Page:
A lot of people have been talking to me about communication. It seems to come up in almost every conversation. How to talk with someone about having a chronic illness, and more importantly, how to keep talking about it over time is the issue I hear most about.
In this column I want to look at disclosure.
How do I let someone know I may not be able to follow through on everything I want to do?
How do I talk about pain or limitation in activities? How do I describe what my life is like without sounding like I’m complaining?
When someone asks me these questions, I am more interested in the “why” than the how.
What do you want or need someone to know? Why do you want them to know?
Once you’re clear about your intention, it is easier to decide how to say it.
For example, one of my clients is a young mother. She wants to participate in the playgroup and take her turn having the children over, and she wants to go on the trips with the kids. But she knows that her level of energy is unpredictable, and that some days she wouldn’t be able to have the kids, even though it might be her turn.
When I asked her “why” she wants to talk about her illness, she said “I don’t want to seem like a flake, and I also don’t want to overcommit. I want the other mothers to understand where I’m coming from.”
She has a clear reason, and a definite need to talk about her arthritis.
The next question is – what outcome are you looking for?
By that I mean – do you want empathy? Someone to listen so you don’t feel so alone?
Do you want concrete practical help with something? Do you want to negotiate some time or other considerations?
When you think about the outcome, then what you say – and how you say it can be structured to get you there.
My client thought about this, and realized she wanted to negotiate some flexibility with at least one other mother so that if she wasn’t feeling great, they could trade off their days.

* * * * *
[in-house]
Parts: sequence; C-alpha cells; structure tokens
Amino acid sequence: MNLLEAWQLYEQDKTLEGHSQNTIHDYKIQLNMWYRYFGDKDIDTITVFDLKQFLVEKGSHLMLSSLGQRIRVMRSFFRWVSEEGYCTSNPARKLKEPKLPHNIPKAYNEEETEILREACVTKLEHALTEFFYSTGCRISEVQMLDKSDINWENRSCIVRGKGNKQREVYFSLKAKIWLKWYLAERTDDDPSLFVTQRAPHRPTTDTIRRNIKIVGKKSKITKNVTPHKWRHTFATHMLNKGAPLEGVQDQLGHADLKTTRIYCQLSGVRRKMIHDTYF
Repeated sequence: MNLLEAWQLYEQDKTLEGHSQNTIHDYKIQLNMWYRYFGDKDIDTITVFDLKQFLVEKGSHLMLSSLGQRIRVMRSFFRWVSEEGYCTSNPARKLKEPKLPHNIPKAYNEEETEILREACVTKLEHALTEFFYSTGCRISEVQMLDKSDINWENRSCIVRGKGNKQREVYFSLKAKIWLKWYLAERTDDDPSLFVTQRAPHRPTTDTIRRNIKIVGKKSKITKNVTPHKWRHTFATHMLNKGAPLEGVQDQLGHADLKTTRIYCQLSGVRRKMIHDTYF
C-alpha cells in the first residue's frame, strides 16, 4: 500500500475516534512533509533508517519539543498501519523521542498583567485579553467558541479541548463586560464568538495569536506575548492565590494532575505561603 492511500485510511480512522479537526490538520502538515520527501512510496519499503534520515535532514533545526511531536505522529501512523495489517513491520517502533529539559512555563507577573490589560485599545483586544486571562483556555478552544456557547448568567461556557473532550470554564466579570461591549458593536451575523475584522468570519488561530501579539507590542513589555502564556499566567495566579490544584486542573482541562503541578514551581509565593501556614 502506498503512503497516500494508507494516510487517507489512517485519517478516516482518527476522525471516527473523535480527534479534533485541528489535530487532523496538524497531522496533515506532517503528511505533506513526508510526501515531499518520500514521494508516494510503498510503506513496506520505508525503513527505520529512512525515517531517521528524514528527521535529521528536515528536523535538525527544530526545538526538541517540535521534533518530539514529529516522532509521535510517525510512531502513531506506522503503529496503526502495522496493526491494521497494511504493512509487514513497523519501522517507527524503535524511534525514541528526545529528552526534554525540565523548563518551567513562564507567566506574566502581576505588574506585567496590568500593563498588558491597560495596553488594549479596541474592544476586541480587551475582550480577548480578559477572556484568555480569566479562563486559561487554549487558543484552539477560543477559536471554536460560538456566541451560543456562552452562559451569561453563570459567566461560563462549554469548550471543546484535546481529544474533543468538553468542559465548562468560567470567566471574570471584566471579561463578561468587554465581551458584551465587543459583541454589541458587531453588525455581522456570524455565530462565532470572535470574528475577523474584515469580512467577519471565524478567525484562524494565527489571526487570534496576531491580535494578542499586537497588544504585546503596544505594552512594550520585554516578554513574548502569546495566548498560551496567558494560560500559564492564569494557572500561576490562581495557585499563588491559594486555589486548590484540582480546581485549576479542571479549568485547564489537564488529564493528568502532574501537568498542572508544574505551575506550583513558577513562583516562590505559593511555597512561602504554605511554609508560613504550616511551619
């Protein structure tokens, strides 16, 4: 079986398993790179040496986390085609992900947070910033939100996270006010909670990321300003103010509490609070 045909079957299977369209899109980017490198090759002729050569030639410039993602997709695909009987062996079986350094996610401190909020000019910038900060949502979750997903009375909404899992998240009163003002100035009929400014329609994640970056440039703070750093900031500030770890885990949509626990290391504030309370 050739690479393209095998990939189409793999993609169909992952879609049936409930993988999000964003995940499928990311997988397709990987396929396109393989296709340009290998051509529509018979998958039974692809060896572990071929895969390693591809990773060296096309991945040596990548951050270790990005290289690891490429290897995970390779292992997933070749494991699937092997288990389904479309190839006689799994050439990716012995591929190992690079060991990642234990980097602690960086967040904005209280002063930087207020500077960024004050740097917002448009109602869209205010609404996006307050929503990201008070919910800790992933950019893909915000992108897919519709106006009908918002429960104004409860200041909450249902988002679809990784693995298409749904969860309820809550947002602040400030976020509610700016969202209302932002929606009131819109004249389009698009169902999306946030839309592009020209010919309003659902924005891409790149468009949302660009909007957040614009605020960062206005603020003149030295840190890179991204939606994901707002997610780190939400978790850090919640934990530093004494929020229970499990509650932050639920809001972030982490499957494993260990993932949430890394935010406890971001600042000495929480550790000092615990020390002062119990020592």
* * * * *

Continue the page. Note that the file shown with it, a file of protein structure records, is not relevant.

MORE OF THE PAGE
She also wanted some consideration to be a part of the planning for the trips with the kids – she needed places to sit down, and also not to have long drives.
Based on that outcome, she chose one of the mothers who seemed most open and easy going. She asked her if she would come over for coffee, and then she told her what we had rehearsed – that she had RA and was often fatigued or in pain, and she wondered if they could create a flexible schedule for the playgroup. The woman was sympathetic, but also told her she couldn’t be flexible because she worked part time, and she had to ask for the days off ahead of time.
Back to the drawing board.
My client had to be persistent and clear, and brave to get what she needed, and she didn’t want to broadcast her situation to the whole group – that wasn’t her style ( though other clients I know are more comfortable introducing this in a group setting). It was a little easier the second time around when she chose another mother, and that mother was more than willing to be flexible, and to help my client think about how else she could be supportive.
Taking the initiative worked, and the communication was at a level that was easy for my client.
Two keys to this strategy – knowing what you need and want from a conversation, and then practicing what you need to say to get there.
For some of you this may be about a conversation with a partner or a child, or at work.
But you can follow those two steps – what do I want from this conversation – and how can I phrase it so we head in that direction?
All of us want to be seen, recognized and accepted. Being able to identify your needs and then practicing asking out loud is a first step towards that larger goal.
One other key learning for us all – communication is about being clear what you need from someone else, but the other half is also vital – being willing to receive what the other person says.
The how of communication is partly about your message, and the other element is about receiving a message, or listening to what’s there.
The combination makes communication.
We’ll talk more about this next time!
But let me know how it is working for you.
Note: Dr. Laurie has been tied up with work obligations. This column is an oldie but goodie from her archive.